The Israeli Foreign Ministry spokesperson announced on Nov. 29 that Prime Minister and Foreign Minister Benjamin Netanyahu had ordered a “reassessment” of the extent to which Israel will enable European Union involvement in issues relating to the diplomatic process with the Palestinians. The move followed the reprimand ("Demarche") delivered by the Foreign Ministry two weeks ago to the EU’s ambassador to Israel, Lars Faaborg-Andersen, over the EU’s decision to label products manufactured in the settlements and marketed in its member states. At that same meeting to which he was summoned, Faaborg-Andersen was informed that Israel had decided to cancel a series of diplomatic consultations that had been planned for the coming weeks between the sides.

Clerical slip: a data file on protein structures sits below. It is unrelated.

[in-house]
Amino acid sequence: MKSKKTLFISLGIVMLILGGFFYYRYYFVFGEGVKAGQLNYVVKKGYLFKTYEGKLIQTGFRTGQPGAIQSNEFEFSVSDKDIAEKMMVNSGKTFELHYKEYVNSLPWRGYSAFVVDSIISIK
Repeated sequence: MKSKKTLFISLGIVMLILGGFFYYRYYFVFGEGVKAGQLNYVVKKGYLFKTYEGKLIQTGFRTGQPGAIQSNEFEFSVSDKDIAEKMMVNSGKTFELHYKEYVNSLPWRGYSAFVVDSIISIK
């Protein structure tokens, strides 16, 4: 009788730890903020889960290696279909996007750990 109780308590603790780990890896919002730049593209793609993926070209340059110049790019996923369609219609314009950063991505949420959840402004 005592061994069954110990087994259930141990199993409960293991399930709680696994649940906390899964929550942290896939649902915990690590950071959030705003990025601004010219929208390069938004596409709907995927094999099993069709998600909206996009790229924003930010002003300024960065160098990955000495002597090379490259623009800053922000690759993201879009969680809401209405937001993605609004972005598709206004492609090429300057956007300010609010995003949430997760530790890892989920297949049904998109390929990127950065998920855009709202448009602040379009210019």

On reading this reaction, it is hard to decide whether to cry or simply take offense. To cry, because an attempt by a small state in the Middle East to punish Europe for a decision supported by 16 European foreign ministers and overwhelmingly adopted by the European Parliament (by a vote of 525 to 70) brings to mind the miserable fellow who cut off his nose to spite his face. Also to cry, because the decision to keep the EU away from a “peace process with the Palestinians” is akin to a decision to distance Europe from a diplomatic process between Israel and Syria. Both these processes are equally far-fetched. To take offense, because the reactions to the decision illustrate the politicians’ contempt for Israelis’ reading comprehension. The man who presumes to lead them assumes they cannot tell the difference between boycotting products and labels specifying where they are made.